The Modern Period of Slovakian literature has been shaped on one hand by the increasing influence of foreign literary trends, well as by the ideological influence of the former Soviet Union. However, you can find here, as in many parts of the East Europe, a place of unexpected cosmopolitanism that lies buried away from the view of Anglophone readership.
Slovakian poet, dramatist, prose writer, translator, publicist Pavol Janik is a typical example of this phenomenon, a wonderful voice from the little country Slovakia who seems to find its place beyond its border.
His book The Dictionary of Foreign Dreams is a collection of his poems in English translation. This poetry speaks of ordinary and mundane with an extraordinary poetic twist. It has a strong sense of regionalism yet at the same time it appeals to the readers who are not familiar to it. The opening poem of the book: ‘I am carrying you, morning’ written in 1975 paints a perfect landscape of desperation and hope.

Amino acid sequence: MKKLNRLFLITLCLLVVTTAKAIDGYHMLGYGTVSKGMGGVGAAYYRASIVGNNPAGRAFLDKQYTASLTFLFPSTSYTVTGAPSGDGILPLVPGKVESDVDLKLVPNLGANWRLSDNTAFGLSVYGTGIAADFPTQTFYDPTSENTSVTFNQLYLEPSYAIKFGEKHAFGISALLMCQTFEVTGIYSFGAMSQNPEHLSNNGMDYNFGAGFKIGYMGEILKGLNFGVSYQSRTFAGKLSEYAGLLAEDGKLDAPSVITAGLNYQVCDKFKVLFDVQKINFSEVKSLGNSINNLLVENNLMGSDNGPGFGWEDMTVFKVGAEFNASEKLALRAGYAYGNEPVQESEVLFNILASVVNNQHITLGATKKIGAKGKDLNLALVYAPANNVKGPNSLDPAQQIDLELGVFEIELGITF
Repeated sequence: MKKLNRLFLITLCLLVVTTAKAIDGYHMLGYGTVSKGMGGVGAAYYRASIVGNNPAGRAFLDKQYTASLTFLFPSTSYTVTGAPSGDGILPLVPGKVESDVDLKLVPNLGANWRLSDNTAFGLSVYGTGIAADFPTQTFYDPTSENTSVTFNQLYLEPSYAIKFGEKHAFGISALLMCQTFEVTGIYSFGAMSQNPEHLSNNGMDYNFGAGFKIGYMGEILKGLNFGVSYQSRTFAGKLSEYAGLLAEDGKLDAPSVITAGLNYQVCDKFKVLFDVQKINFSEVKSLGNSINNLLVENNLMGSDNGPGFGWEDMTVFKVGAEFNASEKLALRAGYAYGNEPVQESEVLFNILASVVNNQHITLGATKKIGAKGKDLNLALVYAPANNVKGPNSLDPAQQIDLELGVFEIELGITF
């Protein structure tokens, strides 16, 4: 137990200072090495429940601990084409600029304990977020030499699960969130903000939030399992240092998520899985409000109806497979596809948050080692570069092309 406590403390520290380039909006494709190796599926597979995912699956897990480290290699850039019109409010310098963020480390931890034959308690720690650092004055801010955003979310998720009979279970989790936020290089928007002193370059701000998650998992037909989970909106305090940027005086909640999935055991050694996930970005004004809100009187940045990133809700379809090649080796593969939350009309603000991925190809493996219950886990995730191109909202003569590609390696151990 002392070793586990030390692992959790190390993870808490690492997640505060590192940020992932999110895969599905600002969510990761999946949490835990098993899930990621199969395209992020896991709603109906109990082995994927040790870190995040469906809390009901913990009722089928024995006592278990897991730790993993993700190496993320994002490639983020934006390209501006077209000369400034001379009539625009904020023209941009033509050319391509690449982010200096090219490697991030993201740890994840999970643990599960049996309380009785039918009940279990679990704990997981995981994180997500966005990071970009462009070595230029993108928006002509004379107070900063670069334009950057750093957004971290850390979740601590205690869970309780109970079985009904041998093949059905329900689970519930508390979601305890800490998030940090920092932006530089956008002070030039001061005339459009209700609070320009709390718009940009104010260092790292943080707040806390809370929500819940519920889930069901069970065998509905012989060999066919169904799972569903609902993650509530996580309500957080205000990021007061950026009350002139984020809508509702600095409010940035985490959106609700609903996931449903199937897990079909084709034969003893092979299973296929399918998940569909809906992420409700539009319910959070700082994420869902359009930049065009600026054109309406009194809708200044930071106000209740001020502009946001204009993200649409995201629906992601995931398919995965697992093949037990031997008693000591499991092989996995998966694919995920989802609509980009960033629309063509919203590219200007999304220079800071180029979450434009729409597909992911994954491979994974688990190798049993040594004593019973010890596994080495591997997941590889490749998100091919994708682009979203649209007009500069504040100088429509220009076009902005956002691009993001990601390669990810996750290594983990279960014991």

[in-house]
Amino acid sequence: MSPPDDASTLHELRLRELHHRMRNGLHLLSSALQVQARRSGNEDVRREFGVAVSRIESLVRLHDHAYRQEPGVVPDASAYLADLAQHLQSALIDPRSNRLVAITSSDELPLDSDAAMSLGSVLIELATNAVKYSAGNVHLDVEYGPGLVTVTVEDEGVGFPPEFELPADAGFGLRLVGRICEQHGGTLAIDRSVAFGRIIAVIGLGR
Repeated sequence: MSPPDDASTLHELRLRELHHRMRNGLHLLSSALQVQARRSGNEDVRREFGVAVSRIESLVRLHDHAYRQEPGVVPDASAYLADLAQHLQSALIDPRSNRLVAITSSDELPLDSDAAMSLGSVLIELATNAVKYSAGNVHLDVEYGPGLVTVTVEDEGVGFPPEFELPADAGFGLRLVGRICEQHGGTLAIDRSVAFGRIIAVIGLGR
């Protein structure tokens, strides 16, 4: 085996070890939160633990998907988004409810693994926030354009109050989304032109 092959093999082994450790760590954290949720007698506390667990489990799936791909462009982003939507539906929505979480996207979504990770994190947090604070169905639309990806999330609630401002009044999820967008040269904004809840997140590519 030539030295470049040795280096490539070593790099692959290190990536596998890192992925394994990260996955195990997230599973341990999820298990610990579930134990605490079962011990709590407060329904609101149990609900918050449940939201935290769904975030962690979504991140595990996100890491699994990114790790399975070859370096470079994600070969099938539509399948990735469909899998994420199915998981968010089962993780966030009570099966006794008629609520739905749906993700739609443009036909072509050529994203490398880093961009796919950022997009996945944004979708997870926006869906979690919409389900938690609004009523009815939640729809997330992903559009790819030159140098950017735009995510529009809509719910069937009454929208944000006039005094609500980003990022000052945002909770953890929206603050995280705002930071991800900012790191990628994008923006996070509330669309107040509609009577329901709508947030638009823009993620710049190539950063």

Behind the horizon the light is spraying.
The sky trembles like a tear.
The winged summer wilts.
Through the algae’s lonesome dew slides.
Trees hold empty nests in their hands.
I quietly sing birds psalms.
In the empty night, empty star is falling.
Empty gaze of water is still cloudy.
I read an exclamation of silence
and drink the morning blood stream aloud.
The morning is taking deep breaths.
The peculiar phenomenon of the East European confusion of identities that somehow binds these countries is also reflected in the lines of his poem, ‘The report from the end of the cold war’.
How much is the Czechoslovak crown worth here
in the capital of the ugliest women in the world
where the only chance for survivor
is your photograph?
An English poet,
who thinks that Bratislava is in Yugoslavia,
but knows that Dubcek lives there,
is only interested if Havel is free.